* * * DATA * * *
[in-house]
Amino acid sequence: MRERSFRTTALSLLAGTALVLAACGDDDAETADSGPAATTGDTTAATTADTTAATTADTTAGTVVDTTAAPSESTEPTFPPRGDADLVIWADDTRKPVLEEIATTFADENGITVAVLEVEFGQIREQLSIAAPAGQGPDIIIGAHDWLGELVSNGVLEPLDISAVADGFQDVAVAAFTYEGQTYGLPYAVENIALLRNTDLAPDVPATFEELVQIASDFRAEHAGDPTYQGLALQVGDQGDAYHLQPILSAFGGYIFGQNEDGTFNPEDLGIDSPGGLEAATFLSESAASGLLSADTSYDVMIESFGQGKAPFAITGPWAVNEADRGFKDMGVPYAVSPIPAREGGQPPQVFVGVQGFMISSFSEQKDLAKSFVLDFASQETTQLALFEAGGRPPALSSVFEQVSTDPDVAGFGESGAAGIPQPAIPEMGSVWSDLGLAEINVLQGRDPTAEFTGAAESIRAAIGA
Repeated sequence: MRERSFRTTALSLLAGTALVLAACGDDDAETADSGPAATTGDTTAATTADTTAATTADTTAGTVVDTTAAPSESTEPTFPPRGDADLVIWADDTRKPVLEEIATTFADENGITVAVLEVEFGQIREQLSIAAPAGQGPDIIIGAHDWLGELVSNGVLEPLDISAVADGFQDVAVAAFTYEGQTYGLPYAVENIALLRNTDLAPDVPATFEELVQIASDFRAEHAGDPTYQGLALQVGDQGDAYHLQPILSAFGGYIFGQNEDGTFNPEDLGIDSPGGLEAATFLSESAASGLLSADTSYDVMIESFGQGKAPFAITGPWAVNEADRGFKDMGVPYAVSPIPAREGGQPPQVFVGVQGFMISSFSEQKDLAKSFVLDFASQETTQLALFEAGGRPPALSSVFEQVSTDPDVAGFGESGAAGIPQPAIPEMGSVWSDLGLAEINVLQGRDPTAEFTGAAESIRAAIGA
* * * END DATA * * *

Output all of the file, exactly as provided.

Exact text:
[in-house]
Amino acid sequence: MRERSFRTTALSLLAGTALVLAACGDDDAETADSGPAATTGDTTAATTADTTAATTADTTAGTVVDTTAAPSESTEPTFPPRGDADLVIWADDTRKPVLEEIATTFADENGITVAVLEVEFGQIREQLSIAAPAGQGPDIIIGAHDWLGELVSNGVLEPLDISAVADGFQDVAVAAFTYEGQTYGLPYAVENIALLRNTDLAPDVPATFEELVQIASDFRAEHAGDPTYQGLALQVGDQGDAYHLQPILSAFGGYIFGQNEDGTFNPEDLGIDSPGGLEAATFLSESAASGLLSADTSYDVMIESFGQGKAPFAITGPWAVNEADRGFKDMGVPYAVSPIPAREGGQPPQVFVGVQGFMISSFSEQKDLAKSFVLDFASQETTQLALFEAGGRPPALSSVFEQVSTDPDVAGFGESGAAGIPQPAIPEMGSVWSDLGLAEINVLQGRDPTAEFTGAAESIRAAIGA
Repeated sequence: MRERSFRTTALSLLAGTALVLAACGDDDAETADSGPAATTGDTTAATTADTTAATTADTTAGTVVDTTAAPSESTEPTFPPRGDADLVIWADDTRKPVLEEIATTFADENGITVAVLEVEFGQIREQLSIAAPAGQGPDIIIGAHDWLGELVSNGVLEPLDISAVADGFQDVAVAAFTYEGQTYGLPYAVENIALLRNTDLAPDVPATFEELVQIASDFRAEHAGDPTYQGLALQVGDQGDAYHLQPILSAFGGYIFGQNEDGTFNPEDLGIDSPGGLEAATFLSESAASGLLSADTSYDVMIESFGQGKAPFAITGPWAVNEADRGFKDMGVPYAVSPIPAREGGQPPQVFVGVQGFMISSFSEQKDLAKSFVLDFASQETTQLALFEAGGRPPALSSVFEQVSTDPDVAGFGESGAAGIPQPAIPEMGSVWSDLGLAEINVLQGRDPTAEFTGAAESIRAAIGA